Nike to Launch National 7on7 League

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Nike to Launch National 7on7 League

Jacob Eason 7 on 7

Jacob Eason participating in 7 on 7 tournament – 2015
[su_spacer size=”40″] CBS Sports reported yesterday that Nike will launch a national 7 on 7 football league pitting high school athletes against each other in six cities, initially. Kids in Atlanta, Kansas City, Philadelphia, San Francisco and Washington D.C. will be the first to take part. The off-season sport will include (presumably televised) tournaments.
[su_spacer size=”40″] While I do not want to be the old guy who hates everything new, I’m not sure of the benefit to the kids involved. That is especially true in states that allow high school spring football practice. Of course, an industry will spring up around these tournaments. One can easily see them becoming the de facto recruiting evaluation ground for skill positions. Concentrating the top athletes in a few locations will make it easy for the recruiting sites to cover them and produce content for their organizations.
[su_spacer size=”40″] [su_quote style=”modern-light” cite=”CBS Sports” url=”http://www.cbssports.com/collegefootball/writer/dennis-dodd/25457003/nike-set-to-launch-a-national-seven-on-seven-football-league”] CBS Sports has since learned the NCAA met with organizers of what was called a new Nike-sponsored event. One source said Nike is choosing not to make a splashy announcement of its new seven-on-seven league.
[su_spacer size=”20″] Four years ago, the NCAA banned seven-on-seven competition from campuses, unless it was sanctioned by state high school associations. The SEC banned such activity in Sept. 2011.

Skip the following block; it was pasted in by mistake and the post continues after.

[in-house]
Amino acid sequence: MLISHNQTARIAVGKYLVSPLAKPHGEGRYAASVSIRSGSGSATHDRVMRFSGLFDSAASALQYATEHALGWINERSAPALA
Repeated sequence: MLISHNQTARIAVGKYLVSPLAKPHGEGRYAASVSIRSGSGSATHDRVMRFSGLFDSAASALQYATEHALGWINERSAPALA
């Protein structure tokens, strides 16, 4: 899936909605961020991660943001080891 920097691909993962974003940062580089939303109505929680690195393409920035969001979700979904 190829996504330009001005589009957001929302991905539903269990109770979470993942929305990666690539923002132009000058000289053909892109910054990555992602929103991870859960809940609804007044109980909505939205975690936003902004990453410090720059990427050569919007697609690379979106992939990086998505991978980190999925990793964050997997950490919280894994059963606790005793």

[su_spacer size=”20″] The vast majority of state high school associations do not allow spring football. Seven-on-seven has filled that void as an athletic endeavor — and a business.
[su_spacer size=”20″] “You don’t want it to get like basketball recruiting where there are diploma mills,” Bartow said. “At the end of the day, it’s not real football.”
[su_spacer size=”20″] Bartow says sometimes when he reports a football recruiting commitment, he’ll alert the high school coach, “and not the seven-on-seven coach. They have a problem with that. Some of [the seven-on-seven coaches] will take offense to it.”
[su_spacer size=”20″] One seven-on-seven assistant near Bartow in South Florida “knows the kids better than the coach at Miami Central [High School]. The [college] coaches are calling this guy instead of the high school coach.”
[su_spacer size=”20″] The third-party seven-on-seven influence cannot be denied even if it’s merely Will Lyles, a talent scout/coach who was at the center of an NCAA investigation that ended in penalties slapped on Oregon a few years ago.
[su_spacer size=”20″] His remains the most recognizable face of an issue the NCAA cannot fully get its arms around.
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Greg is closing in on 11 years writing about and photographing UGA sports. While often wrong and/or out of focus, it has been a long, strange trip full of fun and new friends.